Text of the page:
Since some of the kids have come for tutoring “Their grades have skyrocketed”, Lacy said.
Empowering Families for Success
“Most of the people that come into the program really want to better themselves for their situation and their children,” Massey-Flinn said.
One mother with three boys entered the program after living with different family members for years, bouncing from house to house. She didn’t have anywhere to go.
“It was a very rough time in her life, but when she moved into H.M. Life she hit the ground running,” Lacy said.
She worked more hours, went back to school to become an EMT and worked at clearing up all of her past debts.
“She has really turned her life around,” Lacy said.
Now she has moved into permanent housing and is paying rent, has established a savings account and is getting her drivers license.
“Not having transportation is a major setback for our clients,” Lacy said, “It limits where they can work. They can only get two bags of groceries because they cannot carry anymore. It limits them in more ways than you can imagine.”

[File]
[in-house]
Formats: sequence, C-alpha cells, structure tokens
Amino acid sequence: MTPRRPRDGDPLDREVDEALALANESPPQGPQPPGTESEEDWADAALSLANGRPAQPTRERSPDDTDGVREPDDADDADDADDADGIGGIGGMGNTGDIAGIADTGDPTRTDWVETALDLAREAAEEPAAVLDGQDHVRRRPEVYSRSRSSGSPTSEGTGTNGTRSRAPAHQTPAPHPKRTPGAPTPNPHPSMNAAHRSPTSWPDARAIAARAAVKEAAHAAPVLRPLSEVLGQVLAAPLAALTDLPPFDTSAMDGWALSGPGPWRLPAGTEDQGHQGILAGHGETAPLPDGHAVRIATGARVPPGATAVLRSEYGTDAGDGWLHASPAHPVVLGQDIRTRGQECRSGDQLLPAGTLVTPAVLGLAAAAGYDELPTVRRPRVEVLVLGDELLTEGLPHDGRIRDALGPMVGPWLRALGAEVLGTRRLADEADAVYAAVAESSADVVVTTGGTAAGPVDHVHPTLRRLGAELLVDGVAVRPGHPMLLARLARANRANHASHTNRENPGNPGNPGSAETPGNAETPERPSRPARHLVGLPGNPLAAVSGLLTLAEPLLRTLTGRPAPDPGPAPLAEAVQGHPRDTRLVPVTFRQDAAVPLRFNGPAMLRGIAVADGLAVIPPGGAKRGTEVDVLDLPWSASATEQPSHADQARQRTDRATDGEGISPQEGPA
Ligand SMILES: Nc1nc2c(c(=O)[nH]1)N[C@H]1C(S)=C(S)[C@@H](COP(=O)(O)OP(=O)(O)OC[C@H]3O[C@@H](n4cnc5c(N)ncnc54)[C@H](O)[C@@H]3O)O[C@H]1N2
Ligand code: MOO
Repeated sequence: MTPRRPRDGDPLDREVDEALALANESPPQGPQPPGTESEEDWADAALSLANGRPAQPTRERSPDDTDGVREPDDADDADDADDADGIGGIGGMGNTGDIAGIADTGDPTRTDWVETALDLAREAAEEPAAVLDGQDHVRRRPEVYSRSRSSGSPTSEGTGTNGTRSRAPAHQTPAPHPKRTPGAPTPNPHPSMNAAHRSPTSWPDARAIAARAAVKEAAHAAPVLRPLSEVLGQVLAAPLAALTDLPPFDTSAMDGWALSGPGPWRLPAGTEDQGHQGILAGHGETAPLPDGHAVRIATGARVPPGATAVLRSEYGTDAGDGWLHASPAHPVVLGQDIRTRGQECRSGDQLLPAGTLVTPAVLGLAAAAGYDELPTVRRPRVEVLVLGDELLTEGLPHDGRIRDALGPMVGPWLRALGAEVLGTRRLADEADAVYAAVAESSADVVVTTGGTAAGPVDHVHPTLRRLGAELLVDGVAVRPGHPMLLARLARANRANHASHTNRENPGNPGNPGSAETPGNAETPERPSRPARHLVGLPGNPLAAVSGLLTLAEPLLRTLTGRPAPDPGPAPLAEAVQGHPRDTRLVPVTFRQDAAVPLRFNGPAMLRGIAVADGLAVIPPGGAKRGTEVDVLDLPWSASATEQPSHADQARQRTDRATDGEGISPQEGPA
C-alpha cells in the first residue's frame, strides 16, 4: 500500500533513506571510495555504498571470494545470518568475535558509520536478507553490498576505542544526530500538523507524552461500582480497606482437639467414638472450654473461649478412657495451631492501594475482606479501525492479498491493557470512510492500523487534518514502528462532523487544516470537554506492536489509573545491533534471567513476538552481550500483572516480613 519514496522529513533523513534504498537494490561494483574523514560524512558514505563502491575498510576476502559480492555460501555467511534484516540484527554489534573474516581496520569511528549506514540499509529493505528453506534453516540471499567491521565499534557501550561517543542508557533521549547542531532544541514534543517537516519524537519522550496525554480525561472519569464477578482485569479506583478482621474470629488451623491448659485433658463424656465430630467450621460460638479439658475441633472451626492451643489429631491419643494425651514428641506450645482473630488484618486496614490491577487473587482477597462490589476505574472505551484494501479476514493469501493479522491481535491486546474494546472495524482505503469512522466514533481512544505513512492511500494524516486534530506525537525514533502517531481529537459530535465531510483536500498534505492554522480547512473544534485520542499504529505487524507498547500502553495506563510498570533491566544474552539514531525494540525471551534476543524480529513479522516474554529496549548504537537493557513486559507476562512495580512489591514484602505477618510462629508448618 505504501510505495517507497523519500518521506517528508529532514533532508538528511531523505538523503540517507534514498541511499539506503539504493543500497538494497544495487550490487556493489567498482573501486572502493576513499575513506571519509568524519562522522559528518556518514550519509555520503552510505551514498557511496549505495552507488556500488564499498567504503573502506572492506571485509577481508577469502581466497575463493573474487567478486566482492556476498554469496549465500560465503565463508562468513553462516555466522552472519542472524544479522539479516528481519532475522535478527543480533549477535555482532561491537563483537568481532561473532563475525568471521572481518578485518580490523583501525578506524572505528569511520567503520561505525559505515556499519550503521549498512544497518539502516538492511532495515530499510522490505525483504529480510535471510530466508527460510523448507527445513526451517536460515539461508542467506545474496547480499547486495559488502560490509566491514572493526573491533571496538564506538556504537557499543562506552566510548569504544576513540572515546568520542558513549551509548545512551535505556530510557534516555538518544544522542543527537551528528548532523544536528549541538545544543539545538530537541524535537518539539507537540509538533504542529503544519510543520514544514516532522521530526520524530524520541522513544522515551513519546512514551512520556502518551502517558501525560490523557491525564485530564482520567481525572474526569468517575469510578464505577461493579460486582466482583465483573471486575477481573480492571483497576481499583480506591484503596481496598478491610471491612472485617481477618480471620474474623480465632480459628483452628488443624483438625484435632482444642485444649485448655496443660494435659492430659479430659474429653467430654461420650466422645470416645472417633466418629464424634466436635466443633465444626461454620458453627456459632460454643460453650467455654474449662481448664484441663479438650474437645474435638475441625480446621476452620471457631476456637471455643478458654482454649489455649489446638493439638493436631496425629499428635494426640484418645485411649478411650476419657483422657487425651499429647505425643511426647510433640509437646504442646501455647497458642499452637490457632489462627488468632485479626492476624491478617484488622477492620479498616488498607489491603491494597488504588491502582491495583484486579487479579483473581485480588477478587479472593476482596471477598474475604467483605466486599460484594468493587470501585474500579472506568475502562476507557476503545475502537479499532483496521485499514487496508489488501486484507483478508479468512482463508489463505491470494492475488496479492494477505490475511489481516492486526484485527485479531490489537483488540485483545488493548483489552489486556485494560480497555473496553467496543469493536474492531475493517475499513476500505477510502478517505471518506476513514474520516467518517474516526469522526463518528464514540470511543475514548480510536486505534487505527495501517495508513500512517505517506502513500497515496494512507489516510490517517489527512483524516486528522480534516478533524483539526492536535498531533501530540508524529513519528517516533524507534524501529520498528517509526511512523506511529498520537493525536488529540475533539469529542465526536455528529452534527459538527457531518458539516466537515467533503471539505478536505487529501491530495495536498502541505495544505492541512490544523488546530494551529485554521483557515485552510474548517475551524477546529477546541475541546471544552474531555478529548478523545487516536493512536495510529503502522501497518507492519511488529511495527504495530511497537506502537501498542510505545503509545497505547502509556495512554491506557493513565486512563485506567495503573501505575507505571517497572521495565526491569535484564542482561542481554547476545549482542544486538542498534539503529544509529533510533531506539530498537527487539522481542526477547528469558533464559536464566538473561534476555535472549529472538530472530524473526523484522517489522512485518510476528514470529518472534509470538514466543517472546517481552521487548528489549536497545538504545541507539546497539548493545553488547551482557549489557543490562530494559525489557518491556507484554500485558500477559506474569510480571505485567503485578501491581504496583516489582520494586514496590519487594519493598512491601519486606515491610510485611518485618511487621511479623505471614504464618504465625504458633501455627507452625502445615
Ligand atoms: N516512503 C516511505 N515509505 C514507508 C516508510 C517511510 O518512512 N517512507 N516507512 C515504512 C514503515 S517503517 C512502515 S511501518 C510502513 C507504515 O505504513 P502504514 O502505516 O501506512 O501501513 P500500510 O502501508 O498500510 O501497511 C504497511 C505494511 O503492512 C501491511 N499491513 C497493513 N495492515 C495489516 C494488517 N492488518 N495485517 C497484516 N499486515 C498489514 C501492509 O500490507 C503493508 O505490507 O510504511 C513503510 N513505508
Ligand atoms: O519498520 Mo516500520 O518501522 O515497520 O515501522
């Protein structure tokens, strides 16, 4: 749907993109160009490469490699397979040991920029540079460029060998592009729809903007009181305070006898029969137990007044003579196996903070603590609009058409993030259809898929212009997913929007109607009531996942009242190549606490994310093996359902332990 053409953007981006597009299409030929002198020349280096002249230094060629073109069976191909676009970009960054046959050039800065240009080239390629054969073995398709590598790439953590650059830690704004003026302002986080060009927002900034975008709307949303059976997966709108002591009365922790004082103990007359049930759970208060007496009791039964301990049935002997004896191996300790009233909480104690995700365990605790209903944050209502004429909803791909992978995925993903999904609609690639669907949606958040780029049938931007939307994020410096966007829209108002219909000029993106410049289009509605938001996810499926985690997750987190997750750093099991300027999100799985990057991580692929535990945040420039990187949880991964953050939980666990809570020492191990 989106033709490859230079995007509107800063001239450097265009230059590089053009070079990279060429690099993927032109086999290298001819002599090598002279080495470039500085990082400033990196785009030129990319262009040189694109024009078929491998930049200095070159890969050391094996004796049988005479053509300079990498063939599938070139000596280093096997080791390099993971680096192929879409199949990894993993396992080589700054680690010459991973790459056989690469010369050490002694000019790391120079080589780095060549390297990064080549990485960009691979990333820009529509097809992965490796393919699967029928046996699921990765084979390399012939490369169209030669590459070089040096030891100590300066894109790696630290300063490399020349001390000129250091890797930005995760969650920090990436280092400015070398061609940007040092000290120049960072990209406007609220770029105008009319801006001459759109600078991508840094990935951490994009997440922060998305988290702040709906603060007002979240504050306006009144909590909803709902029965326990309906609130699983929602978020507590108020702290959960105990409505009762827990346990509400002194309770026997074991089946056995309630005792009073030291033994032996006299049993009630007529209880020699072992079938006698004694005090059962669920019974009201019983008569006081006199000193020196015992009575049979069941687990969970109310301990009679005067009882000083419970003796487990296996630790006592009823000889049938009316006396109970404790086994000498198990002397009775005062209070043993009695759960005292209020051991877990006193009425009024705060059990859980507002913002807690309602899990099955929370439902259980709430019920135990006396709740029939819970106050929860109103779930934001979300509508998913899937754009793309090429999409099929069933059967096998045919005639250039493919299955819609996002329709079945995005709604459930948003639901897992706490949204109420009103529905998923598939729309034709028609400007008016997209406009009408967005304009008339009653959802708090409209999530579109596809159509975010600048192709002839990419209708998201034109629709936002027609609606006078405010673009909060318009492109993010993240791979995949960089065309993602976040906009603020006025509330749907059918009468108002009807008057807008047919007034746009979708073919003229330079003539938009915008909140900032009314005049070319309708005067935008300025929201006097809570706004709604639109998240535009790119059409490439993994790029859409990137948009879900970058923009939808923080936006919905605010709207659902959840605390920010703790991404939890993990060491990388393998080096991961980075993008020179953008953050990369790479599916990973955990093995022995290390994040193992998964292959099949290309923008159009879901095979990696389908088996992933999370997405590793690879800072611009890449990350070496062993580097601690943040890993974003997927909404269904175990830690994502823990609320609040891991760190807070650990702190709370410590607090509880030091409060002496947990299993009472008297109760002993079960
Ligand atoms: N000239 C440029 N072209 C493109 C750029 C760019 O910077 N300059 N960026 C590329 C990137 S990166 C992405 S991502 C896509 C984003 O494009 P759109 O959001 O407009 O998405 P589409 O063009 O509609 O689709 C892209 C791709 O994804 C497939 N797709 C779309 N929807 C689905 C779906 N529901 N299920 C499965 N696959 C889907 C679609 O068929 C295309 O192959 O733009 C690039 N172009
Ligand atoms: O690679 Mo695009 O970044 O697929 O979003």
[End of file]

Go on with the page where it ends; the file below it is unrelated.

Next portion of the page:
Future Transportation Plans
Transportation needs are a huge barrier for single parents – that is why HMLOS is doing something about it.
“Imagine the time spent in transportation when you have to rely on the bus to get your kids to school then get yourself to work, and then repeat the process at the end of the day. We have people who are spending 3 and 4 hours a day just in transit,” Massey-Flinn said.
They recently received a grant from the Women’s Endowment Fund to start a new program which they are calling “Mobile Moms”.
“This grant is going to allow us to purchase used cars from auctions and repo sales. We hope to get enough community involvement to have vehicles donated to us and we will send them to a mechanic, have them upgraded and give them to families in need,” Massey-Flinn said.
HMLOS staff welcomes anyone who would like to visit the agency.
“We are always looking for volunteers,” Lacy said.
They are in great need of volunteers for about an hour and a half on Monday nights for tutoring and to help with the babies. Volunteers are also needed on Wednesdays in Northfield.
“Many good things that happen here,” Lacy said, “We’re small but mighty.”
To find out more about this organization please visit http://www.hmhousing.org, or call (330) 376-5600.